Re-working or writing your resume for China will be similar to any other resume you write, so you shouldn’t have to change a lot. However, there are some differences, which are worth adhering to, especially as it shows that you are aware of certain Chinese cultural specifications.
Like any other CV, it should be no longer than 2 pages. You want it to be clear, concise and direct, without losing any pertinent details. Unless you have had long gaps in your employment, which can’t easily be explained, or have worked within many different fields it is best to write the CV in anti-chronological order. Personal Information at the top of the first page, followed by employment history, followed by education (unless your educational background is more impressive or pertinent to the position, in which case it should be presented ahead of work experience), other interests and references.
If you can it would be good to hand potential employers two copies of your CV, one in English and one translated into Chinese. However, this is not essential.
Make yourself stand out with a great resume
On a resume for China, employers expect to see much more personal information, which in the West would be deemed discriminatory. So what information should you provide them?
Like all CVs you should provide them with your full name, address complete with postcode, a contact telephone number and an email address.
Resumes for China should also include your date of birth, your gender (Chinese employers may not be to automatically figure it out), your marital status as well as the number and age of your children. And finally, you should include a headshot.
When first coming to China this last request will often confuse westerners but Chinese employer see it as important. The photo can be passport sized, and remember to look smart and dress conservatively.
For each job you should state your job title, the company you worked for, the period of time you worked there and the time of contract you had, whether it be full time, part time or an internship. For each position you need to succinctly explain the duties, responsibilities and any promotions gained or skills acquired.
Even though you are trying to promote yourself it is important to refrain from bragging. You want to remain modest, resist flourishing language and stay honest. The potential employer may check up on anything that sounds exaggerated.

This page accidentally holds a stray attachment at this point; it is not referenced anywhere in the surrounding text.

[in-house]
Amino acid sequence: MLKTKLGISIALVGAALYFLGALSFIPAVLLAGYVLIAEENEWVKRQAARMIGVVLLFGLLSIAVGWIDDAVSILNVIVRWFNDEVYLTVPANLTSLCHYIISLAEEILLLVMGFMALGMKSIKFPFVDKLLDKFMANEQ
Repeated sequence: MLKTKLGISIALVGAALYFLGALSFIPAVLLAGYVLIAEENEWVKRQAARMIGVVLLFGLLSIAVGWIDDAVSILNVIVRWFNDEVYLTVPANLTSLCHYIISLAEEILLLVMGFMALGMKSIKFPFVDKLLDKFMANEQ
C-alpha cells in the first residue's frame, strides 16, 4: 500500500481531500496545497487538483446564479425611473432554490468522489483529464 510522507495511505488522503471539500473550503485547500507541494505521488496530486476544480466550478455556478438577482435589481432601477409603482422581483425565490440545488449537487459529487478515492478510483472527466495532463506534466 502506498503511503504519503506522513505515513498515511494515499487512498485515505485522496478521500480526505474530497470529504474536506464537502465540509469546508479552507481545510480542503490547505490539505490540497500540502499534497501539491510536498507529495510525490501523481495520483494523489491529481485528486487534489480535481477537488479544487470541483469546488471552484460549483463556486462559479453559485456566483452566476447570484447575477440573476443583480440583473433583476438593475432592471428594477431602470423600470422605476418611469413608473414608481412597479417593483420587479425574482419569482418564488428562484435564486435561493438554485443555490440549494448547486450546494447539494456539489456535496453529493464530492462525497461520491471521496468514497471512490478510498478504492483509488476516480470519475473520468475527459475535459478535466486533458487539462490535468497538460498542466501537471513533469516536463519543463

This section is particular important for China for a number of reasons. The first of which is that in order to get a working Z visa for China now you must fulfill certain educational requirements. Employers will not be able to legally hire you if you don’t.
Furthermore, for most Chinese employers higher degree equates to greater capabilities. So list all degrees that you have achieved and be ready to prove them with copies of your diplomas. It is best to present your educational background in anti-chronological order with the most recently achieved first.
Include all relevant diplomas, certificates, degrees, trainings and awards. For each, clearly present the dates of attendance, the year you obtained the qualification, the level of study, e.g.: BA or MA, the name of the diploma, degree etc, the program or nature of studies, and the institution where you obtained the qualification.
For work in China you should include a section for the languages you speak. Speaking English will almost certainly be a necessity for working in a Chinese company, if it is not your native language you should indicate what level of English you speak, read and write and provide information for any recognized test that you’ve taken to prove your efficiency in the language.
For many jobs speaking Chinese is not essential but it can be a great advantage. Again you should include your level of Chinese in terms of speaking, reading and writing.
Other information to include
Be prepared to include references, expected salary and availability as many job offers will ask for them. If it is not specifically asked for in the application it will likely come up during the interview so have an answer ready at the very least.
For references you can simply write “References available upon request” at the bottom of your resume. For expected salary do some research beforehand as to the range of possible salaries for the position you are applying for. It is always better to ask for too much than too little. You may also be asked for previous salaries, so it may be worth converting your previous salaries to RMB to ensure everyone is on the same page.
You could include personal interests and curricular activities but this is not necessary. If you do, try to use this section as a way to further explain your teamwork, and organizational abilities. Perhaps you captained a local sports team or have done volunteer work. It is probably not worth including this section if your personal interests include reading, cooking or hanging out in cafes, unless it is a way of proving your strong interest in Chinese culture (e.g. Chinese cooking, travelling around China). Just remember to keep it relevant and don’t go off on tangents.
Right, you are now ready to begin re-editing your resume for China!
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Keywords: working in China; CVs for China; Chinese resume Resume for China
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